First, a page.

Finding a way to beat these competitors can be tough, especially when you’re just starting out.   You may need to be selective about the strategies you use, or find a specific niche to get a good angle. Otherwise, your already-tight budget is going to be stretched thin, and you’ll have a hard time breaking a profit.

Competition Research

6. Analysis.

Small business owners are usually inexperienced when it comes to marketing analysis—they may look at a statistical report and not know what questions to ask, or how to make sense of the data. Because of this, it’s easy to misinterpret the data, or even to draw the wrong data in the first place. To make matters worse, you won’t have much historical data on your company at all, giving you no basis for comparison. The best thing you can do here is rely on multiple external sources and don’t be afraid to experiment.

7. Adaptation.

The marketing realm is changing all the time, with new trends and technologies to consider. The most successful marketers are the ones who see these changes and are able to adapt to them, even though it’s easier to stick to the same old strategies you’re used to. Since your attention will be on developing your small business, it’s hard to dedicate enough focus to adapting your marketing strategy to new circumstances, but it’s a major priority if you want to succeed.

If you’re facing some—or all—of these online marketing challenges as a small business owner, you can at least take solace in the fact that you aren’t alone. Again, these problems won’t go away immediately, and there are no shortcuts to fix them, but they can be addressed, and reasonably, with the right ambition and direction. One by one, as you correct or compensate for these challenges, you’ll find your marketing potential growing in a concretely measurable and consistent way.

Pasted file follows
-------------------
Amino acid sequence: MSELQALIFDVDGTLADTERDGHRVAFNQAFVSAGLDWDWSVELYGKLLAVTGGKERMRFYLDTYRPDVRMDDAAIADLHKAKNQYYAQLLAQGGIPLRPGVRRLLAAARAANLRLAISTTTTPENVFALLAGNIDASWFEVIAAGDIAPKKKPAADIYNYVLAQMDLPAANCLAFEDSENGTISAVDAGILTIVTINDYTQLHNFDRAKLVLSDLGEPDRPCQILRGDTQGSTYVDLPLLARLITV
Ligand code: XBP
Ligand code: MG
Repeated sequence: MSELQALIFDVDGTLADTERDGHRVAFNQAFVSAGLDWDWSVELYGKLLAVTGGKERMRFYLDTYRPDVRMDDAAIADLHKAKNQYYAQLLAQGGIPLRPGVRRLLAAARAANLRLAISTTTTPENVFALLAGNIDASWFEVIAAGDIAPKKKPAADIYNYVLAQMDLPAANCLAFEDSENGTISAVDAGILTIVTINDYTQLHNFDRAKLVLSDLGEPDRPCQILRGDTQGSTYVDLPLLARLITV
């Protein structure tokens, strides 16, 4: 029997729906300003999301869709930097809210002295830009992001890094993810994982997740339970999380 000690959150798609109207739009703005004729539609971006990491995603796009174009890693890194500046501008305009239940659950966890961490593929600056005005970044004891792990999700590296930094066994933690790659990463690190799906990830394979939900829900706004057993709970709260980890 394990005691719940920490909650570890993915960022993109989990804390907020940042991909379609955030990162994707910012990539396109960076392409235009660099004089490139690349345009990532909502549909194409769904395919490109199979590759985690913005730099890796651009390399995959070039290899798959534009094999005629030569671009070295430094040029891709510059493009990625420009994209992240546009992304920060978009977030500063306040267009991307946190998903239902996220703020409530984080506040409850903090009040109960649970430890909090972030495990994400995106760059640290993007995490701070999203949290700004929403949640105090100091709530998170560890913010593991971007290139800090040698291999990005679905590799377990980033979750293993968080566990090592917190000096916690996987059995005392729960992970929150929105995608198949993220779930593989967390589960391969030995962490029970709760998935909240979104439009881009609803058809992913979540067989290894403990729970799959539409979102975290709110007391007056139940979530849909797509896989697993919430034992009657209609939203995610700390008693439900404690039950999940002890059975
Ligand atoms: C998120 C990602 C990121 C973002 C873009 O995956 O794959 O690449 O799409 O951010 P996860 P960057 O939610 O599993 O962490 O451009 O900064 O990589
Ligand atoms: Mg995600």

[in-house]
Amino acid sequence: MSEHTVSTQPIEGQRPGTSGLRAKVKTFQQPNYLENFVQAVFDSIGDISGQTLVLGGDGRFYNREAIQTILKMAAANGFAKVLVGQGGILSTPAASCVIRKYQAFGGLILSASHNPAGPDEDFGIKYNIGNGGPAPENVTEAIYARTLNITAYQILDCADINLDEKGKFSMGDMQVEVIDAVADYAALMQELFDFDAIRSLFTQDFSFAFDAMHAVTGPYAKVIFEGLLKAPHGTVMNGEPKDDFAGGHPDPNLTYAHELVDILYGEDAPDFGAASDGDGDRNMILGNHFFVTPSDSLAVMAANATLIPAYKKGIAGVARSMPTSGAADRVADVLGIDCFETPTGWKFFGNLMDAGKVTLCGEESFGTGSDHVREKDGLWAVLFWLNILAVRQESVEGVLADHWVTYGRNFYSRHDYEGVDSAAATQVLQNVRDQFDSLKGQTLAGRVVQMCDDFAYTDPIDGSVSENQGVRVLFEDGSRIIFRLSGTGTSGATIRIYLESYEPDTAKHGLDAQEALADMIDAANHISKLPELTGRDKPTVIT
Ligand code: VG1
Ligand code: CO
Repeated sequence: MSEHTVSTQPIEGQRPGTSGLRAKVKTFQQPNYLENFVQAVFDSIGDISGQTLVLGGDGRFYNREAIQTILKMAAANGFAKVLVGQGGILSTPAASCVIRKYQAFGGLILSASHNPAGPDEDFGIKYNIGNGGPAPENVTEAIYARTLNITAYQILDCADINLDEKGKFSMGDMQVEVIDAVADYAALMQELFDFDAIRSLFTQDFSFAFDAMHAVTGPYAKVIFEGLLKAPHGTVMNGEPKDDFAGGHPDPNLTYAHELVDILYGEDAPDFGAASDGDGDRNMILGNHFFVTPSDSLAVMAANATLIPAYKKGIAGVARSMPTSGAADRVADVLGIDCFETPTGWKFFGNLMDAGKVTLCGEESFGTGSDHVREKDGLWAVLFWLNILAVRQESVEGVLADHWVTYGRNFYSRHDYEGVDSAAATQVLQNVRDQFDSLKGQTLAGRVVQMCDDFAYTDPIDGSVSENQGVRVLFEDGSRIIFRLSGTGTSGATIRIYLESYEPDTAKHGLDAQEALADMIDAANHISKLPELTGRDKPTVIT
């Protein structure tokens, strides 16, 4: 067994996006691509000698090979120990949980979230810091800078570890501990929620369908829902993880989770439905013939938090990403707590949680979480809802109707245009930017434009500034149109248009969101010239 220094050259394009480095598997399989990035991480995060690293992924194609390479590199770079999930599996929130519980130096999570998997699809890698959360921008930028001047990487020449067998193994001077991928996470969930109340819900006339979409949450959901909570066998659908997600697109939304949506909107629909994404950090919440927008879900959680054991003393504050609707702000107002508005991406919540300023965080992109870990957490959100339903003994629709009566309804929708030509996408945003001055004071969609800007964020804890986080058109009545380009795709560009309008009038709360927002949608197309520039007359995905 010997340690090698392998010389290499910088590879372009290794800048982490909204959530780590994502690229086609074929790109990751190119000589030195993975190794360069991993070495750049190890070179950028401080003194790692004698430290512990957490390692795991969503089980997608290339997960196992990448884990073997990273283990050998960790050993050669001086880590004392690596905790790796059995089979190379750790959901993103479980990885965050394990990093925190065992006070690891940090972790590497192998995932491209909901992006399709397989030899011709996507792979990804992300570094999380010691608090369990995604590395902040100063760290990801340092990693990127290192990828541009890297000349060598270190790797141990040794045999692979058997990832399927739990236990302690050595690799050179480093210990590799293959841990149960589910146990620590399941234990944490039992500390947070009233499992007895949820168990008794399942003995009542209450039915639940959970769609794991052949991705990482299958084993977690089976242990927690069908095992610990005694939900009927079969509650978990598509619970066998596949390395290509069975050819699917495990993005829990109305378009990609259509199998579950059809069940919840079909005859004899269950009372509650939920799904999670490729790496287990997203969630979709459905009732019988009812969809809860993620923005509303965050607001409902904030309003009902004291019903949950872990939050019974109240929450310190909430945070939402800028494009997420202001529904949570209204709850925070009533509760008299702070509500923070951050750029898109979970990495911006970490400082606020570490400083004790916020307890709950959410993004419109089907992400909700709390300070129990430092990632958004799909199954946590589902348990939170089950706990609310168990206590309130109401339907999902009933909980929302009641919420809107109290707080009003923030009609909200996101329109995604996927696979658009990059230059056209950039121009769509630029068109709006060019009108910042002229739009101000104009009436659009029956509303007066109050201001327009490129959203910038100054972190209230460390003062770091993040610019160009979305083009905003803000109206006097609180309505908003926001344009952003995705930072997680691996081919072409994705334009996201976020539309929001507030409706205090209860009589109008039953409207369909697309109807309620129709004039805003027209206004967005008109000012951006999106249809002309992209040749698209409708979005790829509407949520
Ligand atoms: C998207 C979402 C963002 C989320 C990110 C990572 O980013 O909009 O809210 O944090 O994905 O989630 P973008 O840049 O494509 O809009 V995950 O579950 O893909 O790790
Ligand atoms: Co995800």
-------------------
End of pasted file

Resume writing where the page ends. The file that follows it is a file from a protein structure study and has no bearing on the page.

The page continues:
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Samuel Edwards

In his 4+ years as a digital marketing specialist, Sam has learned the ins and outs of online marketing. Additionally, he has worked with countless local businesses as well as enterprise Fortune 500 companies and organizations including: NASDAQ OMX, eBay, Duncan Hines, Drew Barrymore, Washington, DC based law firm Price Benowitz LLP, and human rights organization Amnesty International. Today he continues to work with and establish SEO, PPC and SEM campaigns.

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1 Comment

  1. avatar

    Brendon Dennewill

    Some good points Sam. I believe however that the overall alignment with Sales is what’s missing. Until a business aligns their marketing strategy and budget with their revenue goals – for the same period as the budget period – the perception of an expense will be hard to shake off.
    Until your audience (small & medium sized business owners) know what their Lifetime Customer Value (LTV) is and what they believe the Cost of Customer Acquisition (COCA or CAC) should be, there is no relation to Revenue goals.
    This is where we can learn great lessons from how public companies position their need for funding.
    It’s all based on how much money they will need to acquire a critical mass of clients to make that business viable in addition to the funding they need for R&D, inventory, distribution and/or software.
    The days of investing all that money in a sales team – that is struggling to keep up with a buyer that knows more than them in many cases thanks to solid online resources – is not setting the sales team or the company up for success.